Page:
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Thursday, Dec. 10, 2009
Hatoyama playing risky game over Futenma
By MASAMI ITO
The unresolved issue of where to relocate U.S. Marine Corps Air Station Futenma is threatening to further strain Japan-U.S. ties as Prime Minister Yukio Hatoyama puts off making a decision, critics said Wednesday.
Tsuneo Watanabe, a senior fellow at the Tokyo Foundation think tank, warned that even Hatoyama's administration could be at risk if he puts the wrong foot forward on the matter.
"Hatoyama is not only going to lose the trusting relationship with the U.S. but also the world and the Japanese people," Watanabe said. "Hatoyama keeps going back and forth with no intention of making a decision. If he doesn't deal with (Futenma) properly, the Hatoyama administration may not be able to survive, in addition to seriously straining Japan-U.S. relations."
Hatoyama and his government have been caught between its coalition partner Social Democratic Party, which is demanding that Futenma be relocated outside Okinawa, and the U.S., which is pressing Japan to abide by a 2006 agreement to move Futenma's heliport functions to Nago in northern Okinawa by 2014.
On Wednesday, the prime minister told reporters that he intends to come up with a new proposal soon for discussions with Washington but admitted it may not necessarily resolve the relocation issue.
Meanwhile, Watanabe said President Barack Obama is coping with bigger problems, such as gaining support for his decision to send 30,000 more troops to Afghanistan, and that he wouldn't be able to negotiate on Futenma with Hatoyama.
"Realistically, there is no room for negotiations," Watanabe said. "Obama can't afford to negotiate — he won't be able to make concessions."
Also Wednesday, Chief Cabinet Secretary Hirofumi Hirano said the scheduling of the realignment of the U.S. forces in Japan could be affected if the relocation of Futenma is not resolved soon.
The relocation to the Henoko area in Nago is part of the 2006 road map for the realignment of U.S. forces in Japan that includes transferring 8,000 marines and 9,000 family members from Okinawa to Guam by 2014.
"If the Futenma issue takes a little more time (to resolve) and if the next action plan cannot be carried out because of it, then it's possible that the timeline of the realignment program could be more or less altered," Hirano said.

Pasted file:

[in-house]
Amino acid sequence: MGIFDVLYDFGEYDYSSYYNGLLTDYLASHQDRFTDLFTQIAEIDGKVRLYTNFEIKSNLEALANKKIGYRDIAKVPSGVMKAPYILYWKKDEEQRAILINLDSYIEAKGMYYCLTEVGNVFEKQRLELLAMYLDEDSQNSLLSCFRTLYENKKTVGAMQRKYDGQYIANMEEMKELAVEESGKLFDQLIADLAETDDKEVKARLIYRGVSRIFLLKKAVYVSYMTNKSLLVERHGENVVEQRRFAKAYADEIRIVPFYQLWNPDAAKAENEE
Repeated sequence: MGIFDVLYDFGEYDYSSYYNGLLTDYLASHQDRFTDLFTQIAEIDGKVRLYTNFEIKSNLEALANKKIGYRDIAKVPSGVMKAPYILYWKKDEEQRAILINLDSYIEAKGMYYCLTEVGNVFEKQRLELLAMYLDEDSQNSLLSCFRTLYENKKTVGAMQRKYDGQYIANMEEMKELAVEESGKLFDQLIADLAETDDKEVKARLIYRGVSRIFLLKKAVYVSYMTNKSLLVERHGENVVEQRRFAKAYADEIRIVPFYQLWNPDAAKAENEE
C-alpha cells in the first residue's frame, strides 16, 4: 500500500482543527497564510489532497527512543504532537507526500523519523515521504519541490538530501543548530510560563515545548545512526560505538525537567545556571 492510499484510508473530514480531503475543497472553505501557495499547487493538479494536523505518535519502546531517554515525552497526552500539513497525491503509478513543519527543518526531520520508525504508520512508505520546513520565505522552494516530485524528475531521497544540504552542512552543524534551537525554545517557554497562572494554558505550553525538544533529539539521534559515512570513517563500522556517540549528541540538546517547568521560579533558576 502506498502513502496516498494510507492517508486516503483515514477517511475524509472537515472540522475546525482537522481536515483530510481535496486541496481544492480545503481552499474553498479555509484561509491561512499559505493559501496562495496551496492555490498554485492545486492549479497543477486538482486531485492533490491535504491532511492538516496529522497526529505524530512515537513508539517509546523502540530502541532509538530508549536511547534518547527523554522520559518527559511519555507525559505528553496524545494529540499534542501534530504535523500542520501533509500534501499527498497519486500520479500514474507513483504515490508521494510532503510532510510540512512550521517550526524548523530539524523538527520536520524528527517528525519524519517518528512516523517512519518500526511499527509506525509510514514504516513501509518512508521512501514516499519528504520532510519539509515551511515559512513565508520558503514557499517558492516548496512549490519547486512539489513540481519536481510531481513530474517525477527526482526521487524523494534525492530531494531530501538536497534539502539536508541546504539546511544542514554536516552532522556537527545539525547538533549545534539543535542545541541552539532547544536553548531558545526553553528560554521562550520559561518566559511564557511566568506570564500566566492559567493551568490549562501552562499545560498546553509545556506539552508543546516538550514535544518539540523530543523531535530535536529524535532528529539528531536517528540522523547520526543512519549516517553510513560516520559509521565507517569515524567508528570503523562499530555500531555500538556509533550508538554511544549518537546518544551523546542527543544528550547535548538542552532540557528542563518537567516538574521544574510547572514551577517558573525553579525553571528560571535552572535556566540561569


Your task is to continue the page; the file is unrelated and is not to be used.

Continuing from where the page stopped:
Foreign Minister Katsuya Okada has expressed "a sense of crisis" over bilateral ties, revealing Tuesday that a high-level working group on the sensitive issue has been suspended.
"In my experience as a politician, I have a sense of crisis that if we don't firmly deal with the Futenma issue, the Japan and the U.S. could lose their relationship of trust," Okada said.
Before Obama made his first official visit to Tokyo last month, the two governments agreed to set up a minister-level working group on Futenma, which critics said was just a way for Japan to buy time and put off making hard decisions. But on Tuesday, Okada said certain problems have surfaced that exceed the framework of the working group.
"We have suspended the working group for the time being and we are waiting to see whether or not the discussions should go back to the working group," Okada said.
Okada also hinted that meetings to prepare to commemorate the 50th anniversary of the Japan-U.S. security treaty next month have been postponed.
Obama and Hatoyama agreed last month during their summit in Tokyo to set up the meetings.
Although Okada denied media reports that the U.S. informed Japan of its intention to postpone the meetings, the foreign minister admitted that the Futenma relocation issue needed to be resolved first.
"I don't recall (the U.S. side saying they intended to postpone the meetings) but I myself am aware that we are not in that position," Okada said. "Without resolving the Futenma issue, I am just not in the mood to talk about the 50th anniversary of the security treaty or how the Japan-U.S. alliance should be."